My name is Uchenna Umeh, fondly called Dr. Lulu by my patients. I am a pediatrician and a mom of two teens and one young adult. I like to think of myself as a Momatrician because I have been blessed with not only my own biological children, but I have also been blessed with the opportunity of jointly raising my patients along with their parents, a role I take extremely seriously, as part of the village it takes to raise any child. I have been in clinical practice for almost 30 years now, and though the last 7 years of my life has brought with it, a divorce, a short sale of my beloved private practice, a 4-year active duty tour in the U.S Air Force as a Lt Col, and a move across the country with three young sons, all in all, it has been a great run.
The many hats I wore
In my time, I have seen many patients grow up and grow out. I have seen them come and go, some have even done me the great honor of bringing their children to see me as their pediatrician, causing me to also refer to myself as a Grand Doctor. As a pediatrician, I also double as a social worker, a counselor, a confidante, a friend, an adversary, a buddy, an educator, an advocate, and a lactation consultant, to name a few. I have loved being a physician, and enjoyed counseling pregnant moms, attending high-risk deliveries, performing circumcisions, counseling new moms and dads, performing routine physicals on children, teens and young adults, taking care of acute ailments ranging from asthma to head lice to ringworms to pinworms, dealing with teen anxiety about college, to parental anxiety about their teens’ departures to college. I have tended to broken hearts and tended to broken Barbie dolls. I have had to tell moms their sons are gay, and dads their daughters have been raped. I have even had to tell a guardian grandmother that her only grandson was HIV positive.
I have testified in court and attended funerals for patients and their family members. I have counseled a teen mom to keep her unplanned and unwanted pregnancy and supported another whose obstetrician had suggested a termination of the pregnancy when the fetus was simply not viable. I have lent a shoulder to a mother crying about a cancer diagnosis in her child and listened helplessly as a mother recounted the story of how her “formerly healthy” football player-son fell to his death during a game from the rare condition called commotio cordis. I have mourned a mother’s pregnancy that ended in a 36 week stillbirth and rejoiced with a 46 year old mom who after 19 years of marriage, finally had her first baby girl, exactly 10 months after she adopted another. I have attended graduations of my college-bound high school seniors, and watched teary eyed, as fathers give away their beloved daughters at weddings. I cried with a mom whose daughter ran away after repeated sexual abused by a family member and rejoiced when another mom was awarded custody of her children following a difficult divorce court battle. I have tried to explain to parents why their teens behaviors are considered normal and tried to justify the treatment of ADHD with stimulants whose side effects might not be all that desirable. I have tried to convince “non-vaxxers” that vaccines are not part of a huge conspiracy theory; they are actually necessary and effective, and talked till I was blue in the face about breastfeeding and the concept of “breast is best”. I once had a grandmother who knew instinctively that “something was wrong with her granddaughter’s eye” even though two separate visits to an ophthalmologist missed the retinoblastoma diagnosis and have tried in vain to convince patients that acne on their child’s face is not caused by “acid from sodas”. My war against indiscriminate use of antibiotics is now at epic proportions and these days I am having to continuously prove to people that my medical degree beats that of Dr. Google…!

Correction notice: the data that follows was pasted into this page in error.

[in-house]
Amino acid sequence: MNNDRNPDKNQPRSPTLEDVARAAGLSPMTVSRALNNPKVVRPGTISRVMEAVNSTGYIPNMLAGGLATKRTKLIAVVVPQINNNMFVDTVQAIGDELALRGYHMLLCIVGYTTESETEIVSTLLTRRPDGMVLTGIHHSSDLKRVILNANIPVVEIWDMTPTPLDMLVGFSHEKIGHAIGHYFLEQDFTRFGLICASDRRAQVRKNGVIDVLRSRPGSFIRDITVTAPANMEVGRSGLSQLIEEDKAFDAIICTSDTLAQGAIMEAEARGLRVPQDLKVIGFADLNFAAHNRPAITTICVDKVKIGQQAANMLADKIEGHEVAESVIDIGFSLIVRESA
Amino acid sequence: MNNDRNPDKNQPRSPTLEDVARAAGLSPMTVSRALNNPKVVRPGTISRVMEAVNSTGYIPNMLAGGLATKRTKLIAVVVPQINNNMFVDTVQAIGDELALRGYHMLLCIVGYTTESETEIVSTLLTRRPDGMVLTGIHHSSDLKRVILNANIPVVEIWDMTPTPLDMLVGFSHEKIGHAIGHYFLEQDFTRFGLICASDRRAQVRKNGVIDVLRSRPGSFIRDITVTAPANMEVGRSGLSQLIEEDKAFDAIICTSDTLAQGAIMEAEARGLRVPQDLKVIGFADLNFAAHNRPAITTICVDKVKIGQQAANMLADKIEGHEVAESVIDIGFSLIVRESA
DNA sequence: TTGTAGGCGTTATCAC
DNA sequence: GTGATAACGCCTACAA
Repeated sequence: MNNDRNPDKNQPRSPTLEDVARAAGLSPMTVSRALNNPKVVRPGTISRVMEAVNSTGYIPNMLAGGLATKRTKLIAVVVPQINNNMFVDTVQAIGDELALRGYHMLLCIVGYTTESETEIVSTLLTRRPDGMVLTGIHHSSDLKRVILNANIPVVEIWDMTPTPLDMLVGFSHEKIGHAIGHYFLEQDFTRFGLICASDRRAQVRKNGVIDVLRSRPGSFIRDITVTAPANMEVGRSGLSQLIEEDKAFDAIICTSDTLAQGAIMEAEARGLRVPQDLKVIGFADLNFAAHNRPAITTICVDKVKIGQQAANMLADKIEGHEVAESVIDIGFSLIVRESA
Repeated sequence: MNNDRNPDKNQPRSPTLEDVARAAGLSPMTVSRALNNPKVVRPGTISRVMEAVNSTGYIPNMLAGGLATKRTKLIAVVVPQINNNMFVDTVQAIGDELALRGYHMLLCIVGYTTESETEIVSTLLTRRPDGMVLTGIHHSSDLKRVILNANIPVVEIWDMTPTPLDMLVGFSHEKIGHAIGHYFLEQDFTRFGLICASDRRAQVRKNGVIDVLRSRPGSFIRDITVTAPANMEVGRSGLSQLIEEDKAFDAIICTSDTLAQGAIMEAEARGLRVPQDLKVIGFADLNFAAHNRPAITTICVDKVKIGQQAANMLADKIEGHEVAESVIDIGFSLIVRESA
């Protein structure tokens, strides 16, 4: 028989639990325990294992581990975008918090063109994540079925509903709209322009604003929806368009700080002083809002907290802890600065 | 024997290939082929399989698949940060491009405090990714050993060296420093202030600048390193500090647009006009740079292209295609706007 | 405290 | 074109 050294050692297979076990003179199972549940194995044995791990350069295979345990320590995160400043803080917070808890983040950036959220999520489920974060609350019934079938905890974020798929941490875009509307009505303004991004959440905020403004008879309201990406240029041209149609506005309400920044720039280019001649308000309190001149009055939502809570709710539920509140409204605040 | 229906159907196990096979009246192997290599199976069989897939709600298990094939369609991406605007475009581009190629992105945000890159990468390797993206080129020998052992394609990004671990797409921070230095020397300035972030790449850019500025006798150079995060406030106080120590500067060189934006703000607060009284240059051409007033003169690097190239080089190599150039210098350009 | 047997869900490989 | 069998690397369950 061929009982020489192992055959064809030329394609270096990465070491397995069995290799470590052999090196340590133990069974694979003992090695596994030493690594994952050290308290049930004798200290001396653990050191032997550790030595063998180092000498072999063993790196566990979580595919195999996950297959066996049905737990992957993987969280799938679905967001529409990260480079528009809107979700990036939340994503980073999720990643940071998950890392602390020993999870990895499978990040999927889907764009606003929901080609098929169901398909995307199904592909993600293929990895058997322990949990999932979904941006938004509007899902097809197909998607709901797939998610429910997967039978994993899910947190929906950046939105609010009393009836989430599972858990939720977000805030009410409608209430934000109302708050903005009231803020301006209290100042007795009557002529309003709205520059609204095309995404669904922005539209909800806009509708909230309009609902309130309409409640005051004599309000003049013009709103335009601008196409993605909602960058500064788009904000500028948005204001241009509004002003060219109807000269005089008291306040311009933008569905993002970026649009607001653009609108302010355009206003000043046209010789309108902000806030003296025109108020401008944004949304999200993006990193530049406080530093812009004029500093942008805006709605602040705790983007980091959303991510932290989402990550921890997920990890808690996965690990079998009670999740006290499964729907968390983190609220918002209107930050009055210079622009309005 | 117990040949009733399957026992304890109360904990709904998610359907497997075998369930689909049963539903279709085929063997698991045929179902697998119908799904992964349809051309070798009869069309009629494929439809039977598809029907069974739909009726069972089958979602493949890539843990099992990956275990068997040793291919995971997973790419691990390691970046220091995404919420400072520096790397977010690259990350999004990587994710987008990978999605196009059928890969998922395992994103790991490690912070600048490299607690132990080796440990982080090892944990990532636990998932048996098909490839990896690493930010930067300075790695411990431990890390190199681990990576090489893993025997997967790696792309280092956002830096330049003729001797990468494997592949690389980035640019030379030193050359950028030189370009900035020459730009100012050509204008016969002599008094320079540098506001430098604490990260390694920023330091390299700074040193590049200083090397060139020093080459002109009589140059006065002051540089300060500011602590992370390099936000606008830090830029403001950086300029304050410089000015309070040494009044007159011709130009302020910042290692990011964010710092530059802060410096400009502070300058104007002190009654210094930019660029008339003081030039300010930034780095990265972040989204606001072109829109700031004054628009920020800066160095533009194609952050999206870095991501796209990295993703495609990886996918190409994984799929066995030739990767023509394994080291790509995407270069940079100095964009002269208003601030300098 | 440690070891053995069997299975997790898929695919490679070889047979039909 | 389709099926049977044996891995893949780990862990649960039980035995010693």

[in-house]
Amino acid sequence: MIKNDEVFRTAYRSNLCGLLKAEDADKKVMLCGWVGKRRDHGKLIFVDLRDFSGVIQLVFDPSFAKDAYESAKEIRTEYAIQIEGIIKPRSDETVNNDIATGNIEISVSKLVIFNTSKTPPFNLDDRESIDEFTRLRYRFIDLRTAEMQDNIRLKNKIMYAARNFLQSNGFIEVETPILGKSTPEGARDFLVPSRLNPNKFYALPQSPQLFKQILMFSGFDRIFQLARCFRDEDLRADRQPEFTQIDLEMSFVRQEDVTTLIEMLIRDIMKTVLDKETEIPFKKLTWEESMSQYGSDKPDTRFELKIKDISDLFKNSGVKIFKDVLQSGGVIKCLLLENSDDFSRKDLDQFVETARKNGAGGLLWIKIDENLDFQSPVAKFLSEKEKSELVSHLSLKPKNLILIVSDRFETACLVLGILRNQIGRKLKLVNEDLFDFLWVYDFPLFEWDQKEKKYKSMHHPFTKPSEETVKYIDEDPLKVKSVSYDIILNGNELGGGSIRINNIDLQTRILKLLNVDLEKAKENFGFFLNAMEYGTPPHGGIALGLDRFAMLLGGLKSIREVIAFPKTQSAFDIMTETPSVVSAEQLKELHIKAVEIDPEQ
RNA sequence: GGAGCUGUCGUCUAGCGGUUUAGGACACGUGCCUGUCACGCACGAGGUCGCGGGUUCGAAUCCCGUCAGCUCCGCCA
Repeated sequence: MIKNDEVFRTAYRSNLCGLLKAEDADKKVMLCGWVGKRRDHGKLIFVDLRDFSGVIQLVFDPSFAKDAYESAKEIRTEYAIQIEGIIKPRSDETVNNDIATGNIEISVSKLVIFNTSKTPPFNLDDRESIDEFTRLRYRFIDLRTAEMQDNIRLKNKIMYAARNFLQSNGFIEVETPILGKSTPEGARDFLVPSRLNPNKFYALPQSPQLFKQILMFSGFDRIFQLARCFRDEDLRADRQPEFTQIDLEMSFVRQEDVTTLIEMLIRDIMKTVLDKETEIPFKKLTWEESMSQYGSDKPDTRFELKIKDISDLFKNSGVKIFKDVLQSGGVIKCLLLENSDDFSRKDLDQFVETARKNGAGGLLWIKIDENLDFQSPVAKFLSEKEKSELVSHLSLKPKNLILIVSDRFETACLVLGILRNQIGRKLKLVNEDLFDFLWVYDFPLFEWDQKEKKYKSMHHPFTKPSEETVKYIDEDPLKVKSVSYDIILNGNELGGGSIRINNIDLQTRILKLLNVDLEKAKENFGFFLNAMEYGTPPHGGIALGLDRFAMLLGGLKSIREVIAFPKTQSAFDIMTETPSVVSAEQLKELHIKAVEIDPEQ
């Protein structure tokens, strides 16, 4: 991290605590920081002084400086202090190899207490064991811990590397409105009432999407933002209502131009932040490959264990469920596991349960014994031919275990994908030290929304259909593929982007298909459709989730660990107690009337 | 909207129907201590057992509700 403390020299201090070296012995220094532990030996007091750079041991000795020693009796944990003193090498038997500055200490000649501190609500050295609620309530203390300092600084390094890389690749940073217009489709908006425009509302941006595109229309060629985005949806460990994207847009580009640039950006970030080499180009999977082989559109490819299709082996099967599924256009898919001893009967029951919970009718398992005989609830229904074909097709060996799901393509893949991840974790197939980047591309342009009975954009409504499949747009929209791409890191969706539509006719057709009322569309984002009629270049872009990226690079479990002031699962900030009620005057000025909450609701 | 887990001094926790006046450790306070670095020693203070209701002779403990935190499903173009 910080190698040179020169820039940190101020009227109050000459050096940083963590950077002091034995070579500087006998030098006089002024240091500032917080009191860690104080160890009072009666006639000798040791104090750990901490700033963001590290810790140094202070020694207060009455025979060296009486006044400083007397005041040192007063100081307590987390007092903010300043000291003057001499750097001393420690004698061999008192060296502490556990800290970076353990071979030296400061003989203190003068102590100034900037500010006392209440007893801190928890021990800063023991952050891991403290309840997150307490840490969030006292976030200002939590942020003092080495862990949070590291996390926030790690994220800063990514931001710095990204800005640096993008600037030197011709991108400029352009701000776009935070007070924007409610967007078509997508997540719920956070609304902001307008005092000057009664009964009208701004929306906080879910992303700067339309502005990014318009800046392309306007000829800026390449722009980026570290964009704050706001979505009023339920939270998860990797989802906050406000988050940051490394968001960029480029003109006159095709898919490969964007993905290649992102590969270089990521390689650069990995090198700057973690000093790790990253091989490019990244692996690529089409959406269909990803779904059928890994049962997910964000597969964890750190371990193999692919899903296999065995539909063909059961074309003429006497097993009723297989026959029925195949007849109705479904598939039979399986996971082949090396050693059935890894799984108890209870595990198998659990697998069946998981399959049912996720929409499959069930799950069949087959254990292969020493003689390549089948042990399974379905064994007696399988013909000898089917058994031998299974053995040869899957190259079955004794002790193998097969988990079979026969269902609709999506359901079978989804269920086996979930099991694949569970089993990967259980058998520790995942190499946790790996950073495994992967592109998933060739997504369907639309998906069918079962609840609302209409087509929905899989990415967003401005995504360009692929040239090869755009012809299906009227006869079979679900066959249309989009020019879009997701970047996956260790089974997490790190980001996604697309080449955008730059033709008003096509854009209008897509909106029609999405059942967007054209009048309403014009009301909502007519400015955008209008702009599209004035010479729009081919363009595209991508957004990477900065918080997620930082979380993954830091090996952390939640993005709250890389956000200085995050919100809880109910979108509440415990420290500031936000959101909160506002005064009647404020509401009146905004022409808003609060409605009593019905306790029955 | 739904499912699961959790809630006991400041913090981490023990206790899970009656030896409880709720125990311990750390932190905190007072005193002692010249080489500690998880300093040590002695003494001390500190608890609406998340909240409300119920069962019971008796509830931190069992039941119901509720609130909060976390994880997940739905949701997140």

I remember staying up all night during a call as an intern back in Nigeria, performing an exchange blood transfusion on a baby born with life-threatening ABO incompatibility (his blood type and his mother’s blood type were severely mismatched), only to return the next night, to learn that the baby had succumbed to the disease. I also remember performing a routine circumcision on a baby at my office here in the US (a procedure I had performed numerous times before) which ended up with significant blood loss enough to almost cost the little baby his life. I could go on and on, because there are many more where these stories came from. Like the time a 9yr old girl was brought in by her concerned grandmother seeking a second opinion in relation to the patient’s recent bouts of urinary tract infections. She had-had a total of six infections in the last few months. During her exam, I discovered an abdominal mass the size of a 20-week pregnancy. She ended up having a stage 4 cancer that had originated in her pelvis and spread to her lungs. She fought that menacing disease like an Amazon, and survived 5 years, a rare feat in a cancer of that stage. I still think about her to this day.
Of all these cases which enrich my memory and story bank, none of them got to me like that of little “Miguel” a 6 year old boy whom I met for the first time in May of 2018 after he attempted suicide not once, but twice. I shall come back to Miguel’s story later.
I bleed pediatrics